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Aging and muscular dystrophy – why you should consider physiatry

STOCK_physical therapyMost people are familiar with the terms “physiotherapist” and “chiropractor.” But a physiatrist is a particular type of specialist that you may have not heard of before.

A physiatrist is a physical medicine and rehabilitation specialist, who treats conditions involving muscle and nerves, with a goal of helping to maintain and restore abilities and function, says Dr. Rajiv Reebye, a physiatrist and staff physician with G.F. Strong Rehabilitation Centre in Vancouver. Dr Reebye was one of the presenters at Muscular Dystrophy Canada’s Empowerment in Action (EIA) Conference, held recently in Richmond BC.

According to Dr. Reebye, a physiatrist can be a very important part of your healthcare team — especially as you age — along with other types of specialists such as occupational therapists, dieticians, social workers and pharmacists.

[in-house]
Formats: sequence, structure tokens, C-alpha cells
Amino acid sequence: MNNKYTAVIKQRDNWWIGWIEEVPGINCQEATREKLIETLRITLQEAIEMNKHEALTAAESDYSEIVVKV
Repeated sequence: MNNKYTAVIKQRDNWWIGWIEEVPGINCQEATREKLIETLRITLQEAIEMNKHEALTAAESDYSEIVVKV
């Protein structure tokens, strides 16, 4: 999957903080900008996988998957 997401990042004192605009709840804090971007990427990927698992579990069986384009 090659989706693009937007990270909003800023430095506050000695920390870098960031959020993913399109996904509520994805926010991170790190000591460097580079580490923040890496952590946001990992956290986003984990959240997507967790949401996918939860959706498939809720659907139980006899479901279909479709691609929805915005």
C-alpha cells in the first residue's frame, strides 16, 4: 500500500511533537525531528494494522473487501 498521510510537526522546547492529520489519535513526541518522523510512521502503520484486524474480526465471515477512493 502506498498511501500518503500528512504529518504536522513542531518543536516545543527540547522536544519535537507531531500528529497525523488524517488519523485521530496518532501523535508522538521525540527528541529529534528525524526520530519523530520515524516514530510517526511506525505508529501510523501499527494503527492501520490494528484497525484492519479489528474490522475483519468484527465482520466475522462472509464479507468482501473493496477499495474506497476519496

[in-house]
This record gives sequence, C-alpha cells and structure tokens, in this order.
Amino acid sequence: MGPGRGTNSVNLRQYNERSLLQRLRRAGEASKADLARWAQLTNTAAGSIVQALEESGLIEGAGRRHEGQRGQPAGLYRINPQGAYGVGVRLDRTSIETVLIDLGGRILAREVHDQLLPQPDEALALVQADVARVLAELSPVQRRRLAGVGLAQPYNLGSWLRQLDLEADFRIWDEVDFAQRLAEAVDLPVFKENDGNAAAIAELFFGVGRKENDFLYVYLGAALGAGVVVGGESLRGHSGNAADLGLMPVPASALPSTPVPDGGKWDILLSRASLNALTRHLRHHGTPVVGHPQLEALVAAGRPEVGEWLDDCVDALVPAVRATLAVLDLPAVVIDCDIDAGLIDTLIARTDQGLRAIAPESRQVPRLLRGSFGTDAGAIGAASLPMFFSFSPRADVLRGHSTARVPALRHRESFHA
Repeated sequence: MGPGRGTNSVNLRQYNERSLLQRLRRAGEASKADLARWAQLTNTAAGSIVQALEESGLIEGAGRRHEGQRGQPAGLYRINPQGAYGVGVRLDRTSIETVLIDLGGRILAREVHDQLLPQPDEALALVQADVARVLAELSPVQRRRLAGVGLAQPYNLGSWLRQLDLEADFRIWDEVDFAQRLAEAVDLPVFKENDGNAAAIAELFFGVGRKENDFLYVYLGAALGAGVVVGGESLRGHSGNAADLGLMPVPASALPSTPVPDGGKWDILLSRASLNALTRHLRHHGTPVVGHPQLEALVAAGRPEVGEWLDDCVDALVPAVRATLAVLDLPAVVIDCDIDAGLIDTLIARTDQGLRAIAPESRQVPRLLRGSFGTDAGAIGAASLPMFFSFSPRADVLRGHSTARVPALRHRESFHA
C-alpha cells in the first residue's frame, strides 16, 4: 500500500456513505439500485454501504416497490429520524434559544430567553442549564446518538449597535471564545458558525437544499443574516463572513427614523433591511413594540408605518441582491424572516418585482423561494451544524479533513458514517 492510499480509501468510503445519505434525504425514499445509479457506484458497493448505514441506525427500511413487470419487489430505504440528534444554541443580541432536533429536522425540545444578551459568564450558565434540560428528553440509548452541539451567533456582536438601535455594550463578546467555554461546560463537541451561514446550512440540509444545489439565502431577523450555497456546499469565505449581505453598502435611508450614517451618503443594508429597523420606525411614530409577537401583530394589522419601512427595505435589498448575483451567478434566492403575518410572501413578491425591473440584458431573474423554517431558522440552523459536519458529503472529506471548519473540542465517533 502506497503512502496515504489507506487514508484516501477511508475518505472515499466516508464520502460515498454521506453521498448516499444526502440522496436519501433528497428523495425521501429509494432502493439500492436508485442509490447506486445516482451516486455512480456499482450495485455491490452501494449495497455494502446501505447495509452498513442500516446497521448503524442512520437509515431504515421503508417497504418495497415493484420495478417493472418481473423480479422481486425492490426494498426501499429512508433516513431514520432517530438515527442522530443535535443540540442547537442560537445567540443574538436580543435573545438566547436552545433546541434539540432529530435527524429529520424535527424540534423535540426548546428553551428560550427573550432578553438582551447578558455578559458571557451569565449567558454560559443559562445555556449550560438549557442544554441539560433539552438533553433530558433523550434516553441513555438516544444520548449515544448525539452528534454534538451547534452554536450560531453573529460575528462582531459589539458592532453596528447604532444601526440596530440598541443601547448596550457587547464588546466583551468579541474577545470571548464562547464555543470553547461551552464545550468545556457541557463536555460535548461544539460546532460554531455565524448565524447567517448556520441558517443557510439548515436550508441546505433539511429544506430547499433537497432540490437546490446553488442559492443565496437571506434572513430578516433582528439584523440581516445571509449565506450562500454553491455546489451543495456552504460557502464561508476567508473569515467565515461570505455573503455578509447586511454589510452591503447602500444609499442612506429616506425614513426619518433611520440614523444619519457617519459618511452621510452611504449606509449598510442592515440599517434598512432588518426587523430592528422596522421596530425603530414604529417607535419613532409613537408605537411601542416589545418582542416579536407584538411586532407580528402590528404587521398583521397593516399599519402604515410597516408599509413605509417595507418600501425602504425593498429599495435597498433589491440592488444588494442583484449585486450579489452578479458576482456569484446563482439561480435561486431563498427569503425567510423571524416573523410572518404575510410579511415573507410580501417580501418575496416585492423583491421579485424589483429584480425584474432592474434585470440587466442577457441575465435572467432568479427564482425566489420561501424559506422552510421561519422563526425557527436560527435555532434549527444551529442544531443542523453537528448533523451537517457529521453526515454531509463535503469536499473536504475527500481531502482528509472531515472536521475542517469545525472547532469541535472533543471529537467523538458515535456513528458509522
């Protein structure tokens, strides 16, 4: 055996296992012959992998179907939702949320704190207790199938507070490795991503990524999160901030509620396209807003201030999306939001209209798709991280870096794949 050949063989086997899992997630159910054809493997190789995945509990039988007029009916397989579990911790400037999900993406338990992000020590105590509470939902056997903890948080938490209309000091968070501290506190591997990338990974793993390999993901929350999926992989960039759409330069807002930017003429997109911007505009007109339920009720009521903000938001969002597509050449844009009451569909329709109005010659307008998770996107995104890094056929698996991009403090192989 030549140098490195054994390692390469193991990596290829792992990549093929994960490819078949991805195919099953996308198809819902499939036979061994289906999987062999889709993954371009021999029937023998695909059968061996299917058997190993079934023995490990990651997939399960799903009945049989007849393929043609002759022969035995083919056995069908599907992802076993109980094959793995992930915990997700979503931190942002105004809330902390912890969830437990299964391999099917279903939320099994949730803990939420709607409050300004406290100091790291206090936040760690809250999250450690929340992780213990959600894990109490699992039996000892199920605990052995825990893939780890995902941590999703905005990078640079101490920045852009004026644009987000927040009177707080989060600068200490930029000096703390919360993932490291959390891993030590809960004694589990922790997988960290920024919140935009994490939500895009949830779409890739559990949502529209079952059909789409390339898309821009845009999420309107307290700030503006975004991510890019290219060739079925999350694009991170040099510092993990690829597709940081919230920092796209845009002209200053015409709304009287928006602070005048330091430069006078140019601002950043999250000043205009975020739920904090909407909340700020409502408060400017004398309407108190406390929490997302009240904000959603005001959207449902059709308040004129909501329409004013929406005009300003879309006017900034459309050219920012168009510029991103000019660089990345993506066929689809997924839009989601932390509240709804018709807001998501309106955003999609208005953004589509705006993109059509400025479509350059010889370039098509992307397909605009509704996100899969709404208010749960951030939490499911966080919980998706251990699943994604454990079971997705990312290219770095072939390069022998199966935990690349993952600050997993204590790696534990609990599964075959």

A physiatrist can help you with a targeted exercise program, designed to strengthen, increase flexibility, reduce pain, and decrease muscle atrophy.  Dr. Reebye says that high-resistance training is not usually recommended because of the risk of muscle fibre injuries, but aerobic and light-resistance training can be very helpful. Beneficial exercises include swimming, walking and cycling, depending on your abilities – and proper stretching is also very important.

Of the aerobic exercises listed above, swimming is most highly recommended. It can be done right from early ambulatory to early non-ambulatory phases, and can be continued as long as it is deemed medically safe.  It is particularly beneficial because it can be considered both aerobic conditioning and respiratory exercise, he says.

A proper exercise plan can help with so many things, including bone health, respiratory conditioning, prevention of contractures, increased general wellbeing, and decreased disuse atrophy of muscles. A physiatrist can help ensure you are doing the right form of exercises that will benefit you specifically, and can teach you how to modify activities if you experience pain or other difficulties.

For example, significant muscle pain/cramping/breathing difficulties up to 24 hours after a specific activity is a sign of overexertion and contraction-induced injury. If this occurs, the activity should be modified, Dr. Reebye says. Pain often results from positioning problems in wheelchair/contractures, and can often be managed conservatively, such as with enhancing seating, topical creams or aqua-therapy.